Christina Massey, a Brooklyn-based artist, is getting creative to safely collaborate with other artists in a time of social-distancing -- and giving the U.S. Postal Service a boost as well.
"The pandemic hit New York City really hard and I was feeling extremely isolated. And at the same time, really wanting to do something as a community of artists to help. You know, everyone, our livelihood is being taken away. ... Everyone was losing jobs and it was just an incredibly confusing time," said Massey.
Inspired by a podcast in April that spoke about funding cuts for the USPS, Massey decided to start the USPS Art Project.
"Artists are small businesses, which people sometimes forget, and so [USPS] is a vital service for us to stay in business. There's a mutual respect and relationship I think between the two that maybe isn't as obvious," said Massey, who added that in her experience, the average cost of mailing artwork is somewhere around $7.50 a piece.
According to Massey, "mail art," where one artist begins a piece of work then sends it by mail for another artist to finish, is a concept that has been around for a while. But in a time of stagnant collaboration and USPS troubles, Massey felt like starting an initiative involving mail art now made perfect sense.
"Mail art has been around longer than I've been alive. It's not a particularly new idea, but in this context, it felt very important," said Massey. "It really started with a very small group of us that all know each other, because, at the time, we still didn't quite know how the virus spread [on] surfaces."
Starting just in her small group of artist friends, the project grew fast, said Massey. The USPS Art Project can now be found on Facebook and Instagram with a combined following of about 4,000 people.
As the administrator of the project, Massey says she facilitates collaboration with the post office, tracks posted artwork and helps build a community of artists to find new partners for which to send their work.
"Before I knew it, there were hundreds of artists doing it. Now, there's over 600 pieces that I'm aware of, at least," said Massey, who tracks the project through social media hashtags on Instagram. "It's been incredibly inspiring to see how people have taken the project and run with it and the stories I've gotten back from so many artists have said ... they were just kind of in this stagnant 'couldn't create mode,' and it was the first thing they'd done since everything shut down."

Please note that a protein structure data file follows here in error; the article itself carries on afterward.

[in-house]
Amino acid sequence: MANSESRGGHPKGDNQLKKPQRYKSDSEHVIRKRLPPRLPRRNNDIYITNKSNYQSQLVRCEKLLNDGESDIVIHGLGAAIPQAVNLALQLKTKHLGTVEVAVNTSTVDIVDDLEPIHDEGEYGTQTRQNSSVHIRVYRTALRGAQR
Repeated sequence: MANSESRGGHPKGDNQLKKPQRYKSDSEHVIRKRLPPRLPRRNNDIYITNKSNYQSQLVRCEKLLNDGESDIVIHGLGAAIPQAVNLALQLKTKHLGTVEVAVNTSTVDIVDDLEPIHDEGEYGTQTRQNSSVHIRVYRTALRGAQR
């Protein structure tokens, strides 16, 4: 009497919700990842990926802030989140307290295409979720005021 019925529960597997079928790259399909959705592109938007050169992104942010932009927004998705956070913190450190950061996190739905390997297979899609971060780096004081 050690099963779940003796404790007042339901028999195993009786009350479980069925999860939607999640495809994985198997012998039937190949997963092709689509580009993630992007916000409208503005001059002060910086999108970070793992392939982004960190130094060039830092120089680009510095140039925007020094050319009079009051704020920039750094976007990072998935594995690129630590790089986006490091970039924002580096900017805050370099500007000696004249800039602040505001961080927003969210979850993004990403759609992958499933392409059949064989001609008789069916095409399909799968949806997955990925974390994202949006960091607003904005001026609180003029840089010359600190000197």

Massey said the work is rewarding because she enjoys seeing artists' works evolve throughout the pandemic and she's appreciated getting to know and support postal workers.
"I've [gotten to know] a lot of people who are either mail carriers themselves, or maybe they're married to somebody [who carries mail], or are retired. There's a really great USPS group on Facebook that's been incredibly supportive and encouraging ... and they've been like, 'You know, keep doing what you're doing. We love it,'" said Massey. "Quite a few artists have said how a parent or grandparent, or even, in one case, a great-grandparent, works for the post office."
Massey said it's hard to sum up the exact dollar amount the USPS Art Project has spent to ship projects back and forth through the postal service, but as states begin reopening, Massey said she set up an in-person, socially distant exhibition.
"In that one exhibition, there's over 300 pieces of artwork, and it was $1,800 dollars [to ship the artwork], just to get the work there. And that doesn't include all the back and forth between partners as they were creating [the art]. When it leaves the venue, it gets shipped to another venue or collector and if it goes to another venue and, again, again, again, again. ... So one piece of art can actually end up going through the mail several times," said Massey.
Ultimately, Massey finds empowerment in being an artist in action. She said she feels grateful to help others by using her passion in a time of collective isolation and confusion.
"My goal was that maybe artists as a group could actually make some sort of difference," said Massey. "It doesn't matter what type of artist you are, how experienced you are, just by doing what you do, you are helping."